« AnteriorContinuar »
enemies back, and drove them back, as I have already shown, to the Rio Grande, and so obliterated the boundaries of so much of Tamaulipas as ever projected on this side of that river. By revolution as to part and by conquest if you please of the balance, the whole republic from the Sabine to the Rio Grande became free and independent.
That republic by her constitution claimed up to the Rio Grande--she laid off counties up to the Rio Grande. The county of San Patricio, in which Corpus Christi is situated, extends from the Nueces to the Rio Grande, and up the latter river more than one hundred miles. That county votes, I understand, about one hundred and forty or one hundred and eighty votes, and within that county resides one of the present members of the American Congress. In this very disputed territory! How came he to be recognized as a member, if the United States did not extend to the Rio Grande? We may well imagine how your Congress would be startled by the claim of a Mexican, to a seat in the American Congress. His credentials are presented, his residence in the county of San Patricio, in the very territory now in dispute, is avowed, and yet the whole house hails him as a true and lawful member of that illustrious body. Is this no recognition of boundary to that river, by the Congress of the United States? However this may be, I will give another directly and unequivocally on the point; previously to the march of our army to the Rio Grande, Congress had declared that disputed territory a collection district, by establishing a custom house at Corpus Christi, west of the Nueces, and appointed a proper officer to discharge the duties of the station. Here is direct, positive and undeniable evidence that Congress, our Congress, recognized Texas as a State, west of the Nueces. But how far west of the Nueces ? Certainly far enough to take in the town of Corpus Christi, But no farther? Yes as far west as our population extended in the county of San Patricio. How far was that? The answer of to day, will not be the answer of to morrow, for settlers are widening out and settling north and west, in that county, every day, and is it possible, that we have no more fixed and certain boundary
arms than this!
And yet so runs the argument of my competitoron, Texas, settled, populated Texas, now goes far west of the Nueces-her counties have gone clear to the Rio Grande river, her land officers have gone there, her judicial districts have gone there, and her judges take jurisdiction over persons and property there; up to that boundary, the President was bound by law, by his oath, by the constitution to extend the protection of your armies.
Gov. Brown said, that the point on which his competitor bad lately dwelt with the greatest emphasis, was, that “the war was brought on by James K. Polk, in ordering the army to be marched to the Rio Grande," " that whether that river were the proper boundary or not, it was left, in the resolution of annexation, an open boundary, and Congress alone, and not the President, could say where the boundary was."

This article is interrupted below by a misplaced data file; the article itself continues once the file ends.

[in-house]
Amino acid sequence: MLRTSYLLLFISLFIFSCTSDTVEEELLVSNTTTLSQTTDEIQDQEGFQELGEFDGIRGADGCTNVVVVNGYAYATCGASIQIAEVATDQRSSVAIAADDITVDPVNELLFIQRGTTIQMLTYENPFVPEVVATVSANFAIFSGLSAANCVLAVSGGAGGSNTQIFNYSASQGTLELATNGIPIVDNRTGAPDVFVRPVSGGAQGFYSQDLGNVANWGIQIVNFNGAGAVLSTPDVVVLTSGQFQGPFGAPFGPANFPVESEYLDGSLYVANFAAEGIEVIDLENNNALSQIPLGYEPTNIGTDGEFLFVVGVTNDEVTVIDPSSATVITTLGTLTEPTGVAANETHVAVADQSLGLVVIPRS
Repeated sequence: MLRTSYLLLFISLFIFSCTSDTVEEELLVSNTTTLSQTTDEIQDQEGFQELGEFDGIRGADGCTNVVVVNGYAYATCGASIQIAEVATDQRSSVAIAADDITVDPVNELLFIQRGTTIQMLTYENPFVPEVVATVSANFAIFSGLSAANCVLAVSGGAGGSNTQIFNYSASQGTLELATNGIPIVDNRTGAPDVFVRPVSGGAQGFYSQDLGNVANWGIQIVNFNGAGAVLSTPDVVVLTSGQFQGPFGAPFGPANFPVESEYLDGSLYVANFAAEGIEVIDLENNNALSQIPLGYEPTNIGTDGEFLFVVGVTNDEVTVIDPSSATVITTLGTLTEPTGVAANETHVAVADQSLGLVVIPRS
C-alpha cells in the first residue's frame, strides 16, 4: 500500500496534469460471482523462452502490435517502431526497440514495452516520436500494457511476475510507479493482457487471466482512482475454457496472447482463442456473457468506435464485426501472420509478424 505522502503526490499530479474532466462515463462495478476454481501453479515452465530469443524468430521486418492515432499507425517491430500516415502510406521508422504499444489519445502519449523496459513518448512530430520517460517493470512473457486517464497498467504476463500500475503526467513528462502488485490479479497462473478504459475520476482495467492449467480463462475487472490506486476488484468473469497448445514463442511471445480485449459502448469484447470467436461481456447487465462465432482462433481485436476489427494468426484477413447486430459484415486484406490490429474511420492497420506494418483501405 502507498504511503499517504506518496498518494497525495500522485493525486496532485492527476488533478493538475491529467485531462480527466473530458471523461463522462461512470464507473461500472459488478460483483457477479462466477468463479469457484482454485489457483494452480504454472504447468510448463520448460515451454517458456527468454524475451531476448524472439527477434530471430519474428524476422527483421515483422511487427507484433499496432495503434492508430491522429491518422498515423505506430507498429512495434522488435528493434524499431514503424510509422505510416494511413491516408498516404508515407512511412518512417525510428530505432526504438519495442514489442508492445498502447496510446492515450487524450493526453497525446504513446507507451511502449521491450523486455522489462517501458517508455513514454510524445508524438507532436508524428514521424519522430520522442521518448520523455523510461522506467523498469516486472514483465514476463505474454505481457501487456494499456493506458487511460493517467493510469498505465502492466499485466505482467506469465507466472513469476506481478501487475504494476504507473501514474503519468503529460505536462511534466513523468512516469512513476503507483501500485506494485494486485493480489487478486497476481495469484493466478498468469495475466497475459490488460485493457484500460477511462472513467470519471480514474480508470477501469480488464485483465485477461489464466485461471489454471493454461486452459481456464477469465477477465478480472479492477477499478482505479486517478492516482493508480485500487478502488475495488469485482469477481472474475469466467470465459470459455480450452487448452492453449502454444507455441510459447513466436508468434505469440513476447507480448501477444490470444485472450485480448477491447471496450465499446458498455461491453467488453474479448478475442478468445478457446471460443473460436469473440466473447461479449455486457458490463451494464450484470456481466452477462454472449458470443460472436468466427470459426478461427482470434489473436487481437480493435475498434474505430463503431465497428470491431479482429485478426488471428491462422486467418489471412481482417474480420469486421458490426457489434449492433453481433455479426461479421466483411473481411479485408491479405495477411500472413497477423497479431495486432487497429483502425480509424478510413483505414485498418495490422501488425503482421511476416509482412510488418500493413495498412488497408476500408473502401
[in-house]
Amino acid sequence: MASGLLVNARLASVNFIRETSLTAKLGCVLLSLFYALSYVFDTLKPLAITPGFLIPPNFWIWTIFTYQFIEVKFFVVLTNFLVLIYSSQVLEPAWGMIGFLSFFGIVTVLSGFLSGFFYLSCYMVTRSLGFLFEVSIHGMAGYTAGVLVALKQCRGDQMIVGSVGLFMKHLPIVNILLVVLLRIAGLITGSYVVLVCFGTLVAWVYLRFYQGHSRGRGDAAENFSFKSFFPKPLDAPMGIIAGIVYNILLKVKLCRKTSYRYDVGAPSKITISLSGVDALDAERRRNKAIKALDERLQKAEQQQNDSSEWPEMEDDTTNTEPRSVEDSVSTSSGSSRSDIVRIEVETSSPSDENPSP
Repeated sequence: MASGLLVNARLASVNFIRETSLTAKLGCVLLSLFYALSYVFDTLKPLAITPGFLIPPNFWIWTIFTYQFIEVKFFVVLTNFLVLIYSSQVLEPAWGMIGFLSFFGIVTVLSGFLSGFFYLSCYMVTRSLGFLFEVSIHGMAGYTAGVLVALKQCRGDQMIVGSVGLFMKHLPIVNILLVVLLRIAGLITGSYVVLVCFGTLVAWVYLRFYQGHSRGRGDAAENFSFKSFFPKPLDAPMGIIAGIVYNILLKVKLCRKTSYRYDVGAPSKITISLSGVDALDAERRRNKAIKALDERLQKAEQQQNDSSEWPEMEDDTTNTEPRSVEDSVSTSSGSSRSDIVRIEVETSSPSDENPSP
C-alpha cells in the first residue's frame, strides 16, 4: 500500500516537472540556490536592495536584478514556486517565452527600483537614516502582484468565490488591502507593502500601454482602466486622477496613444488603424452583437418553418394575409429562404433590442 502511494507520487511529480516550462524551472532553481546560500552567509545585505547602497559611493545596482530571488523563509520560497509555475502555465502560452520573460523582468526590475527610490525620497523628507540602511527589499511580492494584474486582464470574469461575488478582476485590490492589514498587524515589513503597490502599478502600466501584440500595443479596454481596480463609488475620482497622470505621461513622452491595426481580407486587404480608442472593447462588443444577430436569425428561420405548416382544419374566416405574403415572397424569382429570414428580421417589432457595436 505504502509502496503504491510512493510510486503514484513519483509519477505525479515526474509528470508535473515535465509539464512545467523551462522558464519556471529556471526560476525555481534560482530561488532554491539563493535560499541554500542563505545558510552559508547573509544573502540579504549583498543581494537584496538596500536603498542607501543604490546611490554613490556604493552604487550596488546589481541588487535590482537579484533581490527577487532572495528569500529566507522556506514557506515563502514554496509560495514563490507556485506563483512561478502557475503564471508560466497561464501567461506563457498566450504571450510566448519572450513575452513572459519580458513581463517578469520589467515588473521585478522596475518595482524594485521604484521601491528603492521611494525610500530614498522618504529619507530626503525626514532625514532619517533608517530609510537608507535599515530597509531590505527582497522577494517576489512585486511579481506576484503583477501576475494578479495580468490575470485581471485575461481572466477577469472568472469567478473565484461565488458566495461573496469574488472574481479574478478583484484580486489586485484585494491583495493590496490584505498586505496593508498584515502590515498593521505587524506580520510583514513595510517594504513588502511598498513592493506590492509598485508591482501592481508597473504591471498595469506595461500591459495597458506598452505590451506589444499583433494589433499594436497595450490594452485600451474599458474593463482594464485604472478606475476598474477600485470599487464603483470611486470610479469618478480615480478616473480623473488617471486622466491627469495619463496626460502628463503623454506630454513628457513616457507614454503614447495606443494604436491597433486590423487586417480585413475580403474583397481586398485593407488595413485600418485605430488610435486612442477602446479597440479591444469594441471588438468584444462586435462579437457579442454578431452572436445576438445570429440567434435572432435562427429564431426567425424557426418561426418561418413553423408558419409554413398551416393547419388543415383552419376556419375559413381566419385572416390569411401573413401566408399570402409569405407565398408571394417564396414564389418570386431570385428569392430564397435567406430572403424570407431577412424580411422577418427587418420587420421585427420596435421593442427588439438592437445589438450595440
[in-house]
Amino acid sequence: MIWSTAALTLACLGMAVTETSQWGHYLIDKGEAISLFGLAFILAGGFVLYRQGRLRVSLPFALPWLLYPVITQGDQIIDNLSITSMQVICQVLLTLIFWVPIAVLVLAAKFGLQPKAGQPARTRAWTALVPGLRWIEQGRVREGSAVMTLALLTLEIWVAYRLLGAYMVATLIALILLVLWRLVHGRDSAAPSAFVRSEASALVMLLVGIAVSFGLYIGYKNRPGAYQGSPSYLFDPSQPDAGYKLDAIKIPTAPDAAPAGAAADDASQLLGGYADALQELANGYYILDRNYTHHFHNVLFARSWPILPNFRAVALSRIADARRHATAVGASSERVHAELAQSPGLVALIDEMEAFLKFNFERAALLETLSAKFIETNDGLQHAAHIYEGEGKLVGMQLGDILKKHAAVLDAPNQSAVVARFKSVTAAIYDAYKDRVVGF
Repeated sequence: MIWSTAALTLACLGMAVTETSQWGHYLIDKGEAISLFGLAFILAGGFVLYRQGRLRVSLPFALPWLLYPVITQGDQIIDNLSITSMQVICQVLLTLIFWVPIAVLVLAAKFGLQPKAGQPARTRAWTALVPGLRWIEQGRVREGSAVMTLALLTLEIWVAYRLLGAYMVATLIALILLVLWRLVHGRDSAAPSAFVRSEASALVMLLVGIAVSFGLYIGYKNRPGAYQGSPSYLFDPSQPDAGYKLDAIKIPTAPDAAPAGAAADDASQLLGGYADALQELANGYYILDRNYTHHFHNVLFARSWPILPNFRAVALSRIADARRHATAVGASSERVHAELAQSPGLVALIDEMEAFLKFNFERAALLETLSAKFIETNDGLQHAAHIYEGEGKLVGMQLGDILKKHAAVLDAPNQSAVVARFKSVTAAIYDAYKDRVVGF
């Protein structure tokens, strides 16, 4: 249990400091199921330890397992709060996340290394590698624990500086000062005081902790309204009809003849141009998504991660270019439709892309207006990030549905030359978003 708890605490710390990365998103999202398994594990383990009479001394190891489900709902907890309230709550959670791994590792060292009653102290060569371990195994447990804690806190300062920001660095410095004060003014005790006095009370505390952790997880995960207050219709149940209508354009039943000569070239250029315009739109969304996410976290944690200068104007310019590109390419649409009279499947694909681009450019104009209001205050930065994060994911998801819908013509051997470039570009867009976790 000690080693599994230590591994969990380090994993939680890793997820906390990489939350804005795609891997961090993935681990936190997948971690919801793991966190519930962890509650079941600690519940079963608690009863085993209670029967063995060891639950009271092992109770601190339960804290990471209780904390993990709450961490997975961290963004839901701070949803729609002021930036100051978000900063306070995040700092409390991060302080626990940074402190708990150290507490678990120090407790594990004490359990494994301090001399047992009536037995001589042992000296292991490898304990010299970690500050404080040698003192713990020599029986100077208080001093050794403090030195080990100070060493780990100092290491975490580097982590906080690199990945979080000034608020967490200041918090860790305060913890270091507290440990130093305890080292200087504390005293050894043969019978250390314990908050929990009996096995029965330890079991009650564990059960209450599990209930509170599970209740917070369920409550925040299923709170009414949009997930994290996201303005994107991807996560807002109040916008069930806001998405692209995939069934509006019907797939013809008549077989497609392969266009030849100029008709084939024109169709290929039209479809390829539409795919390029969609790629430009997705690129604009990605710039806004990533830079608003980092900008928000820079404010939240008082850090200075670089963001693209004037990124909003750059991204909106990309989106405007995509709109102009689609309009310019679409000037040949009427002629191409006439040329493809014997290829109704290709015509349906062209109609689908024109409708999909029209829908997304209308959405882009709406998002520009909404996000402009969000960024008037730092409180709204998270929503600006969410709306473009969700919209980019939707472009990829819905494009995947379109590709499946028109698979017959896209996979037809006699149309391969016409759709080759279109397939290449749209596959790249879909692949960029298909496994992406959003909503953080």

To all this Gov. Brown replied, that his competitor had maintained this long enough, others had maintained it long enough, and that it was now high time to stop it. “1 maintain," said Governor Brown, " that this western boundary was not left open at all-not open for a moment—that it was closed up forever-closed as to Texas, closed as to the United States, closed as to the whole world, but only liable to be opened at some future time, if any foreign government should choose to open it.” He repeated,"closed now against the whole world, but only liable to be opened and settled if Mexico should desire it.” He then read the resolution of annexation, thus: “ Congress doth consent that the territory properly included within and rightfully belonging to the Republic of Texas, may be erected into a new State," &c.; "said State to be formed subject to the adjustment of this Government of all questions of boundary that may arise with other Governments.” These are the words—" that may arise"--may hereafter of course. But of course if no such question should ever arise, Texas stands in the Union, fully in the Union, a part of the United States, to be defended from invasion like all other States, no further action of Congress being at all necessary in relation to her boundary. With what boundary was Tennessee admitted into the Union ? With that mentioned in her
Texas was admitted, with the boundary mentioned in her constitution ; but if or provided any question of boundary should be raised by any other Government, then and not till then, could the boundary be opened for further settlement. Now had any Government, up to this time, attempted or desired to open the question of the western boundary of Texas ? None whatever. We thought Mexico might wish to open it, and sent a minister there for the purpose; but she drove him away, saying she had no question of boundary to open-she was aiming, to reconquer Texas, not to the Nueces, but the whole of Texas, even to the Sabine. Well, we sent him again; he was driven off, and again the cry was, “ the whole of Texas or none.”
Now with this plain statement of facts, who can contend that the boundary of Texas was left open for the future action of Congress ? Look to the absurdity and cruelty of such an argument. The President sends our army to the Sabine. There Gen. Taylor takes his position, and he and his brave army look over to the west. They see the Mexican army pass over the Rio Grande and invade Texas. Can't we fight them now? “ No," says my competitor's argument,“ the western boundary is open and unsettled.”